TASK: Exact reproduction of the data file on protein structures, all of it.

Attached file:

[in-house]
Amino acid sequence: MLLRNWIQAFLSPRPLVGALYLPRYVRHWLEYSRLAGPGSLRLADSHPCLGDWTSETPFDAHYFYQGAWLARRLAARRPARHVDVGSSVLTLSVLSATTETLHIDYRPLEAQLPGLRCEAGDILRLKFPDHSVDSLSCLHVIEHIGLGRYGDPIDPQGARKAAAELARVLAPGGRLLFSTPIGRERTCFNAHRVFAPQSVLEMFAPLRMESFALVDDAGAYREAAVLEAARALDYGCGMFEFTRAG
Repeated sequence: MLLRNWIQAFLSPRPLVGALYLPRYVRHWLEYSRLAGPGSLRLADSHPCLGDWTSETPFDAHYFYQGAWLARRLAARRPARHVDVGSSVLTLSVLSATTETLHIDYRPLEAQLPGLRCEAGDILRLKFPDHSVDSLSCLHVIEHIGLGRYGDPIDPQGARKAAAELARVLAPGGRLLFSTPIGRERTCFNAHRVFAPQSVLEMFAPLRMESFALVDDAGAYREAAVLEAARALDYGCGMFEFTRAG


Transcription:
[in-house]
Amino acid sequence: MLLRNWIQAFLSPRPLVGALYLPRYVRHWLEYSRLAGPGSLRLADSHPCLGDWTSETPFDAHYFYQGAWLARRLAARRPARHVDVGSSVLTLSVLSATTETLHIDYRPLEAQLPGLRCEAGDILRLKFPDHSVDSLSCLHVIEHIGLGRYGDPIDPQGARKAAAELARVLAPGGRLLFSTPIGRERTCFNAHRVFAPQSVLEMFAPLRMESFALVDDAGAYREAAVLEAARALDYGCGMFEFTRAG
Repeated sequence: MLLRNWIQAFLSPRPLVGALYLPRYVRHWLEYSRLAGPGSLRLADSHPCLGDWTSETPFDAHYFYQGAWLARRLAARRPARHVDVGSSVLTLSVLSATTETLHIDYRPLEAQLPGLRCEAGDILRLKFPDHSVDSLSCLHVIEHIGLGRYGDPIDPQGARKAAAELARVLAPGGRLLFSTPIGRERTCFNAHRVFAPQSVLEMFAPLRMESFALVDDAGAYREAAVLEAARALDYGCGMFEFTRAG